If any of you missed it, Ford released their new Explorer yesterday. They did the reveal in both LA and NYC, but if you couldn’t attend in person you could watch via Facebook. I thought the new design turned out great, but more importantly I was excited for all the close friends who worked on it. They spent a few years on it, and I’m sure they’re excited to finally talk about it.
Great job, you guys!
For a complete gallery check Autoblog
The need is not always easy to find. It could be for a product not yet created or it could be for a feature on an existing product. Either way, it’s like answering a question.
Some products fail because they answer a question that isn’t being asked. Another reason products fail is because they answer the wrong question. And finally, sometimes products fail because they answer a trivial question.
(INSERT: noise of fortune cookie opening) The only way to create the perfect product (answer), is to find the perfect need (question).
Recognizing the need is the primary condition for design.
The title of this post is kind of misleading. When people talk about sustainability, they are usually referring to the well being of our natural surroundings. These resources are limited, so a responsibility regarding consumption is critical.
But, what if we’re talking about a different resource altogether, specifically the unlimited supply of online information / design inspiration. Is there still a need to be responsible? Can you still consume too much? Well, there is only so many hours in a day. If you spend most your time consuming, you’ll never have enough time to create. Plus, I think it’s near impossible to do both at the same time.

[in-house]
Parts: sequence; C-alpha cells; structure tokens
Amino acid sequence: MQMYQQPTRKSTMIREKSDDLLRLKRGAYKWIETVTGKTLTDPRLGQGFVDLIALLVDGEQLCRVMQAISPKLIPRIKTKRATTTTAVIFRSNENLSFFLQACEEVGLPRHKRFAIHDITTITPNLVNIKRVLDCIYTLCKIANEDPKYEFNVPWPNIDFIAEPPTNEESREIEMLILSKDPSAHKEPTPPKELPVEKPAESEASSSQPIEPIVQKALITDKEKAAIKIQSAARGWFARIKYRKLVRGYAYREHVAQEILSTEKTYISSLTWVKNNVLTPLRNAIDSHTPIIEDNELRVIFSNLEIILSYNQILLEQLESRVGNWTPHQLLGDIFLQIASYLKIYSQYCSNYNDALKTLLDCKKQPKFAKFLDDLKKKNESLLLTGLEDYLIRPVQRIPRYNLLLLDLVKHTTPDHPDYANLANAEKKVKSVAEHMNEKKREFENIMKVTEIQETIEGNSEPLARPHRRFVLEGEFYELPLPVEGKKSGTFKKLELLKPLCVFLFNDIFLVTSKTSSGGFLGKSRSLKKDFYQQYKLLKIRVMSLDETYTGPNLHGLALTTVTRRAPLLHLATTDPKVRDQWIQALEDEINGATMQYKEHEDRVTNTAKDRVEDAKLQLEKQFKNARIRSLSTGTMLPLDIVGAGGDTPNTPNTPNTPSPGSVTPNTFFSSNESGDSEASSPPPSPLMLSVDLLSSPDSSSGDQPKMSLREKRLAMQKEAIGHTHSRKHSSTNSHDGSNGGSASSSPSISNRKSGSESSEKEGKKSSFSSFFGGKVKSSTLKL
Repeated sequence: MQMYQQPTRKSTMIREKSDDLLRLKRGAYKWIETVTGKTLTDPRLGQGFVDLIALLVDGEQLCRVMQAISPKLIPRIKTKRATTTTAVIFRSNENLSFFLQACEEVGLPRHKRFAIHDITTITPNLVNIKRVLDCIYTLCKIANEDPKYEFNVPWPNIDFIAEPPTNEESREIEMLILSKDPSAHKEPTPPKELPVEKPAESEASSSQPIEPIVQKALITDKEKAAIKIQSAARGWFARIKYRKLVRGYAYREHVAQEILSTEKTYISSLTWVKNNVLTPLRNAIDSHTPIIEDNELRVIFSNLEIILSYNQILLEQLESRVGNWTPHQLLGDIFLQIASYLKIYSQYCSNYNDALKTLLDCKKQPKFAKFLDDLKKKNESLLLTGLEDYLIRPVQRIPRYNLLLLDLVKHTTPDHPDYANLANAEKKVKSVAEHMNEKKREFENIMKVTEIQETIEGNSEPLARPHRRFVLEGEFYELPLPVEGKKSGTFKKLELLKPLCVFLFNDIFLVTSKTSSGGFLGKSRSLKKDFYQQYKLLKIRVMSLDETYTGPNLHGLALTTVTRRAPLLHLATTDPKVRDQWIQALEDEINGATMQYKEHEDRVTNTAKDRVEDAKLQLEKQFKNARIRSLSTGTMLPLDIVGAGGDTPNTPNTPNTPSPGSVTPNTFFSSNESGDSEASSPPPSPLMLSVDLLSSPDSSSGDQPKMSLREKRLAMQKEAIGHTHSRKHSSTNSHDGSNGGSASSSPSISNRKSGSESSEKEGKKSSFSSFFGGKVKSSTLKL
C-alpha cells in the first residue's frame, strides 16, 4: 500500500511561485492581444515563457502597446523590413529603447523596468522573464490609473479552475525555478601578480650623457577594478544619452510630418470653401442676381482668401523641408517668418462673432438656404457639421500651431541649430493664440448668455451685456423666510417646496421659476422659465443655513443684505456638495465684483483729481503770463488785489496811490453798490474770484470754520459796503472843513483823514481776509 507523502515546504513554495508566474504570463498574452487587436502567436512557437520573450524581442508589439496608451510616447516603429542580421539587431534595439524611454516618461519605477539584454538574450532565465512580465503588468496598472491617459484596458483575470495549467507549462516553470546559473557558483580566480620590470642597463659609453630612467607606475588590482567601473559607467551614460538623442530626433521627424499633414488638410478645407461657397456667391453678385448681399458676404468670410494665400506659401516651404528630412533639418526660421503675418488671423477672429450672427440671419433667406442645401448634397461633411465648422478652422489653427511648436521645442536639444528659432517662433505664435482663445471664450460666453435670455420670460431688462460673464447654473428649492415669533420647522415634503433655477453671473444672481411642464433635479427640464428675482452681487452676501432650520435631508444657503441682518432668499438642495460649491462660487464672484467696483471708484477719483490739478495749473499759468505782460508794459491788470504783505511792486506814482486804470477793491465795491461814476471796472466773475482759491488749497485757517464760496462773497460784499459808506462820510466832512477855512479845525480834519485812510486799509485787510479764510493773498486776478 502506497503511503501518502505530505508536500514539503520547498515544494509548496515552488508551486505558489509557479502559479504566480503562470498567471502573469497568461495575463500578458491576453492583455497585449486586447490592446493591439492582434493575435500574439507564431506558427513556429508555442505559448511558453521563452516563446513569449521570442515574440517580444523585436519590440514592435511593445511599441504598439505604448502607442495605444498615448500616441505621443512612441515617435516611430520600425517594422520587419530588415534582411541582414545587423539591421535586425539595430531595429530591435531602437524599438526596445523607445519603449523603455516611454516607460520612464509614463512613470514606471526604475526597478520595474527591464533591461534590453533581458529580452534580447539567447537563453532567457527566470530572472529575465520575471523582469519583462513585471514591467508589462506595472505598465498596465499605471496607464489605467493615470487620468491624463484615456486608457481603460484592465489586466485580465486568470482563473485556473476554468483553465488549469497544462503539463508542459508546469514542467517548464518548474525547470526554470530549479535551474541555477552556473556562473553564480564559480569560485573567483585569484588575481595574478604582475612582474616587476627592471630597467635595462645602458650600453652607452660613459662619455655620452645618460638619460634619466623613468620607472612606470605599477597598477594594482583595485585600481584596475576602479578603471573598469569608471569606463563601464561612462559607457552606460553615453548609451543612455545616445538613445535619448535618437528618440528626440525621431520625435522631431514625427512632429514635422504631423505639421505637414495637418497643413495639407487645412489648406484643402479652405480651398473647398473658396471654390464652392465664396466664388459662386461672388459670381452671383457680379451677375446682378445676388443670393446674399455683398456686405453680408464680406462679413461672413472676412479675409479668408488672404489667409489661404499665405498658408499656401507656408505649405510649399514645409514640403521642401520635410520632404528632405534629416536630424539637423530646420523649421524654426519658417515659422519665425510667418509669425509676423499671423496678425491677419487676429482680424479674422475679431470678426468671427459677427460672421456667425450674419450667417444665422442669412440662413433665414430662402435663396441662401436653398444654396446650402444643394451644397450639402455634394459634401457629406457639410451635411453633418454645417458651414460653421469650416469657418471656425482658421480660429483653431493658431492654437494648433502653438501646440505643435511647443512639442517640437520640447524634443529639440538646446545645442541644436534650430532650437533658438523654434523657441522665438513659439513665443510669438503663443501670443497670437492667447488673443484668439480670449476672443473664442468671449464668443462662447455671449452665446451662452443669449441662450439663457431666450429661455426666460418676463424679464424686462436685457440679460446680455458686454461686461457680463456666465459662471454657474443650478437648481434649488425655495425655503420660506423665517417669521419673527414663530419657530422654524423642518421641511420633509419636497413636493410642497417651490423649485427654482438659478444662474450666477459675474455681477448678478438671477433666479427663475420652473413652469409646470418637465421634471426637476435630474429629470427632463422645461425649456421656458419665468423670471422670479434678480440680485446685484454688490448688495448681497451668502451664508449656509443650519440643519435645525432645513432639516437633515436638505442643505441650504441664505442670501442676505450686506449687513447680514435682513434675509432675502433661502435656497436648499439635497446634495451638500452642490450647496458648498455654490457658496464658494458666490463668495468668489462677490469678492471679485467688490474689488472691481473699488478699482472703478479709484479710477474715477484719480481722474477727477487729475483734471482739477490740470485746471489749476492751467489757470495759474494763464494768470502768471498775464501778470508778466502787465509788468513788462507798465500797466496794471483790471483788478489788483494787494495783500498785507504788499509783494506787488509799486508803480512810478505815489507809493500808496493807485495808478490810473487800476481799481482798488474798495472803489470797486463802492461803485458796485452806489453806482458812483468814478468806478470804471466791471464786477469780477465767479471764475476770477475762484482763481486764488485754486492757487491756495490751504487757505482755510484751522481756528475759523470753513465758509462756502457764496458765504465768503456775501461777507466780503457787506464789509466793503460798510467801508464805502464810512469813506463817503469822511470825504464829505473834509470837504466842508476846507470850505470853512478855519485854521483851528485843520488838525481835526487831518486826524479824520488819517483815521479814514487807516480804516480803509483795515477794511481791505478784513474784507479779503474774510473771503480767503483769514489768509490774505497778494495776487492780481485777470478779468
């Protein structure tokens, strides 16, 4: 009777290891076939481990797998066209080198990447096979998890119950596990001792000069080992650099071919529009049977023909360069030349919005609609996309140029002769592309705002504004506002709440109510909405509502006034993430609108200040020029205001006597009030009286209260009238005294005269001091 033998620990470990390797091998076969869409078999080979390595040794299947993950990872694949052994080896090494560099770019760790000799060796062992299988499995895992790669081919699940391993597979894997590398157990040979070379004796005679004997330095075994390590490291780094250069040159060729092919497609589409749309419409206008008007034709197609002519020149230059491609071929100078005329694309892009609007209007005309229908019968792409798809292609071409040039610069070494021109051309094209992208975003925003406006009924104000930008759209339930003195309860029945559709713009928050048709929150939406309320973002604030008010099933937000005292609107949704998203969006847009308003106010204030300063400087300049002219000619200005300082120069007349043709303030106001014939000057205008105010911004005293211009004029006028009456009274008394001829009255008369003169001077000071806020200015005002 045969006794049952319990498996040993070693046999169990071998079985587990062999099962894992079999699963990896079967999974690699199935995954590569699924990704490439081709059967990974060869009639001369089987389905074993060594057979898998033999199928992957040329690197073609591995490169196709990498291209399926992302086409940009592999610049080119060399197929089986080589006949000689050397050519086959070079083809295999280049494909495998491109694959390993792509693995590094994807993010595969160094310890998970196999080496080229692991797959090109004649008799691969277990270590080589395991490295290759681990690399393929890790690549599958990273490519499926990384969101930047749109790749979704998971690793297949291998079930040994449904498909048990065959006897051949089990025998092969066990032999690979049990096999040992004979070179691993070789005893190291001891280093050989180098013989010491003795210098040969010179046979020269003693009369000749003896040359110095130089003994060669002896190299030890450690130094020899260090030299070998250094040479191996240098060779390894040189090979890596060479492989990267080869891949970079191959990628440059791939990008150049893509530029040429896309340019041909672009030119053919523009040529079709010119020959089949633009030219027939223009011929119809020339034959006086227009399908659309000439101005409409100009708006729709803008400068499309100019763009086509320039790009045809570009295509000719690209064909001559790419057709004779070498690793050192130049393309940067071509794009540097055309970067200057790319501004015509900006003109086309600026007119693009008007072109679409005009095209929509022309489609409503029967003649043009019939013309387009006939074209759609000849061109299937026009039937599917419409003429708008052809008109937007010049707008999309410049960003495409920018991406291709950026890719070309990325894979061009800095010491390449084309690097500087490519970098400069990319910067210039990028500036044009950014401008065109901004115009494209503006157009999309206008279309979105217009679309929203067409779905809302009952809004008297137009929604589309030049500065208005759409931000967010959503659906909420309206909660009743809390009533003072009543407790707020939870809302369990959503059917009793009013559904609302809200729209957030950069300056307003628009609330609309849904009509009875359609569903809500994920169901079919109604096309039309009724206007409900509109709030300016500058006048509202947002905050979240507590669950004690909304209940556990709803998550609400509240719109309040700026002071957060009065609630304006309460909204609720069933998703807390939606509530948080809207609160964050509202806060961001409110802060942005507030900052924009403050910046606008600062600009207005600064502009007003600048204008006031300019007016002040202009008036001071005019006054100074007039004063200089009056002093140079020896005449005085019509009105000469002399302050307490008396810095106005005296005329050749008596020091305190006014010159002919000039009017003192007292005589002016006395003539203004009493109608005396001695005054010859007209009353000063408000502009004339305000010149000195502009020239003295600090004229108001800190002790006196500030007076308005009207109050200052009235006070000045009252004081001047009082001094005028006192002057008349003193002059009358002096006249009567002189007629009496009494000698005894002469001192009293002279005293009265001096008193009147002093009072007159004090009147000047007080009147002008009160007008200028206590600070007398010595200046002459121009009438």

We all know creating something unique takes time and a lot of effort. So, if you spend all your time consuming, all you’ll have at the end of the day is other people’s ideas. It’s very easy to “bite off” more then you can chew, there’s amazing work out there, but you’ll wear yourself out. Believe me.
So, the question is not whether you’ll deplete our open sourced collection of online knowledge. It’s, will you actually leave enough time in the day to sustain yourself as a designer?
(This post was written more for me, my Google Reader is out of control. It’s nuts! I’m committed to filtering it down… way down.)
I have a Facebook page now! Yes, believe it. Lately, I’ve been getting re-addicted to that little blue web-app. It’s such an easy way to connect with others, and share things. So, I’m super geeked to start using it with a focus on Industrial Design. I’ll be adding portfolio pieces, and sharing everything I learn or find related to Industrial Design. So, come join the fun… click to visit Rob Jensen Design’s Facebook page. Be sure to “Like” it too.
Also, you’ll notice I’m now sporting the new and improved Wibiya toolbar below. It’s pretty sweet. You can click the YouTube button and watch my channel. I’ll be constantly adding new videos I find or create, relating to Industrial Design (mostly). There’s also a Facebook button you can click, to get a quick glance of what’s happening on my new page.
Looking forward to connecting with you.
(images from Scott Robertson’s Drive website)
I’ve always admired Scott Robertson’s entertainment design. His work features off-the-wall crazy concepts with dead-eye perspective, and brilliant realism. If you haven’t heard of him or haven’t seen his work, take a second and check him out. I’m sure you’ll be inspired too.
Just a little eye-candy, that made me look. Enjoy!
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